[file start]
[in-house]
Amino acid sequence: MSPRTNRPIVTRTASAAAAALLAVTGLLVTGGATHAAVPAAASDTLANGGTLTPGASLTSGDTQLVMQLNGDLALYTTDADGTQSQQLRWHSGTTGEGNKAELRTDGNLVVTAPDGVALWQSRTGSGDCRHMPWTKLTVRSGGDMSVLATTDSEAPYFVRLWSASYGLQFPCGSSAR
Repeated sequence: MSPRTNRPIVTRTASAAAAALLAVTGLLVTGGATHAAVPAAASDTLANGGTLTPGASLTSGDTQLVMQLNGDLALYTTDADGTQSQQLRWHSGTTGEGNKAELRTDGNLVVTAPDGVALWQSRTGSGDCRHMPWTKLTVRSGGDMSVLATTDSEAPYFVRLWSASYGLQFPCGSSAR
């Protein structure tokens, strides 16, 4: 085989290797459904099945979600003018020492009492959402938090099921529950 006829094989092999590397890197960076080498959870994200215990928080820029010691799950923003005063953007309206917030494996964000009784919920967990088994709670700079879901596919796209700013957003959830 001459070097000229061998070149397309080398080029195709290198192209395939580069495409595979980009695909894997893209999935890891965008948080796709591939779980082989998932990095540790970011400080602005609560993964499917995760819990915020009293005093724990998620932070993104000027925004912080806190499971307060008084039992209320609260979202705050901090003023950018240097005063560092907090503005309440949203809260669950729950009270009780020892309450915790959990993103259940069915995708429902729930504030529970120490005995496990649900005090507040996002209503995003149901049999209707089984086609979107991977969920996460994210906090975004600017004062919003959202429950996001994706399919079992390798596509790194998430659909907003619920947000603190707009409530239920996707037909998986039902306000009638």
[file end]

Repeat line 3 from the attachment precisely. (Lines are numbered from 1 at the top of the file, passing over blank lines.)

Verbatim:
Repeated sequence: MSPRTNRPIVTRTASAAAAALLAVTGLLVTGGATHAAVPAAASDTLANGGTLTPGASLTSGDTQLVMQLNGDLALYTTDADGTQSQQLRWHSGTTGEGNKAELRTDGNLVVTAPDGVALWQSRTGSGDCRHMPWTKLTVRSGGDMSVLATTDSEAPYFVRLWSASYGLQFPCGSSAR